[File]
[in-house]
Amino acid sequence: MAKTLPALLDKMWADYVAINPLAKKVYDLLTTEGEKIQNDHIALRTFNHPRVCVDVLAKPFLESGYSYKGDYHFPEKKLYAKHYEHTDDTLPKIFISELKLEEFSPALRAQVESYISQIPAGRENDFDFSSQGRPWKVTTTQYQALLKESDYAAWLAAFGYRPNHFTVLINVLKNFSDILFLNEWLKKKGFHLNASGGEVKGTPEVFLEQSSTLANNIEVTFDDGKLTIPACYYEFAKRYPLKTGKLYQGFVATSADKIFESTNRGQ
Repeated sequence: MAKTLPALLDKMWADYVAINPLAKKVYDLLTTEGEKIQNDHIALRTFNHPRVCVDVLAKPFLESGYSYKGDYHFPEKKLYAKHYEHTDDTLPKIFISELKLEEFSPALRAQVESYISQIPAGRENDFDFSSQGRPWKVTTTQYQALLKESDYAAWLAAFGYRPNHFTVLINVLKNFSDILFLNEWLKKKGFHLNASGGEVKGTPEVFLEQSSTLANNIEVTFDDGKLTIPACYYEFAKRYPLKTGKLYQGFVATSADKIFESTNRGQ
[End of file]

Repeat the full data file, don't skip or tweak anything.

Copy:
[in-house]
Amino acid sequence: MAKTLPALLDKMWADYVAINPLAKKVYDLLTTEGEKIQNDHIALRTFNHPRVCVDVLAKPFLESGYSYKGDYHFPEKKLYAKHYEHTDDTLPKIFISELKLEEFSPALRAQVESYISQIPAGRENDFDFSSQGRPWKVTTTQYQALLKESDYAAWLAAFGYRPNHFTVLINVLKNFSDILFLNEWLKKKGFHLNASGGEVKGTPEVFLEQSSTLANNIEVTFDDGKLTIPACYYEFAKRYPLKTGKLYQGFVATSADKIFESTNRGQ
Repeated sequence: MAKTLPALLDKMWADYVAINPLAKKVYDLLTTEGEKIQNDHIALRTFNHPRVCVDVLAKPFLESGYSYKGDYHFPEKKLYAKHYEHTDDTLPKIFISELKLEEFSPALRAQVESYISQIPAGRENDFDFSSQGRPWKVTTTQYQALLKESDYAAWLAAFGYRPNHFTVLINVLKNFSDILFLNEWLKKKGFHLNASGGEVKGTPEVFLEQSSTLANNIEVTFDDGKLTIPACYYEFAKRYPLKTGKLYQGFVATSADKIFESTNRGQ